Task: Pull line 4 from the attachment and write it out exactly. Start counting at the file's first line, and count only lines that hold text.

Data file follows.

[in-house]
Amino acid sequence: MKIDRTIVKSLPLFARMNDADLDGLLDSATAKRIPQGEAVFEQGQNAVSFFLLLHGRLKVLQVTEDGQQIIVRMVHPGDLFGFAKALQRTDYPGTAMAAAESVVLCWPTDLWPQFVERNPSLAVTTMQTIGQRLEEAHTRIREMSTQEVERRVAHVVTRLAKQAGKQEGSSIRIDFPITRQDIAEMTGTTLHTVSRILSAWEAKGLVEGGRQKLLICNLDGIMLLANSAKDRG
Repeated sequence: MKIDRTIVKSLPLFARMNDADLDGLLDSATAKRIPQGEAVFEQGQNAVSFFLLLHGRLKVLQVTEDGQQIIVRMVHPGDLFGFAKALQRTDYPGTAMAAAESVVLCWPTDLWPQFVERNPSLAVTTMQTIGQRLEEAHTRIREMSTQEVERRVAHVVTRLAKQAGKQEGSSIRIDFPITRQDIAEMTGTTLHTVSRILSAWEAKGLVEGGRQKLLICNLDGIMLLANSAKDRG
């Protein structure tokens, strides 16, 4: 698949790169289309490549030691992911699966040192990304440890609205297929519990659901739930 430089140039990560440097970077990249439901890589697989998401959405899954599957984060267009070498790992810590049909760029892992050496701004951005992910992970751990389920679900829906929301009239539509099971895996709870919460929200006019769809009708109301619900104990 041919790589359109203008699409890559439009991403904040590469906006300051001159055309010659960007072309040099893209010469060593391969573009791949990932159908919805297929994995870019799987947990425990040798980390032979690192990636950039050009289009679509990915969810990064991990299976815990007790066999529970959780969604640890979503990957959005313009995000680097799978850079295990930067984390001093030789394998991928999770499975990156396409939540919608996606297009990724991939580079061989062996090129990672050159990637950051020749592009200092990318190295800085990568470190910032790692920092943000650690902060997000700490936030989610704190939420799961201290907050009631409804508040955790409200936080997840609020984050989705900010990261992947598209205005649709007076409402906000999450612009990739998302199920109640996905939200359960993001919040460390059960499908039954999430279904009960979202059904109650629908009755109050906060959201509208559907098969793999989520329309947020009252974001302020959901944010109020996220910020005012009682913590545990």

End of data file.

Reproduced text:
């Protein structure tokens, strides 16, 4: 698949790169289309490549030691992911699966040192990304440890609205297929519990659901739930 430089140039990560440097970077990249439901890589697989998401959405899954599957984060267009070498790992810590049909760029892992050496701004951005992910992970751990389920679900829906929301009239539509099971895996709870919460929200006019769809009708109301619900104990 041919790589359109203008699409890559439009991403904040590469906006300051001159055309010659960007072309040099893209010469060593391969573009791949990932159908919805297929994995870019799987947990425990040798980390032979690192990636950039050009289009679509990915969810990064991990299976815990007790066999529970959780969604640890979503990957959005313009995000680097799978850079295990930067984390001093030789394998991928999770499975990156396409939540919608996606297009990724991939580079061989062996090129990672050159990637950051020749592009200092990318190295800085990568470190910032790692920092943000650690902060997000700490936030989610704190939420799961201290907050009631409804508040955790409200936080997840609020984050989705900010990261992947598209205005649709007076409402906000999450612009990739998302199920109640996905939200359960993001919040460390059960499908039954999430279904009960979202059904109650629908009755109050906060959201509208559907098969793999989520329309947020009252974001302020959901944010109020996220910020005012009682913590545990």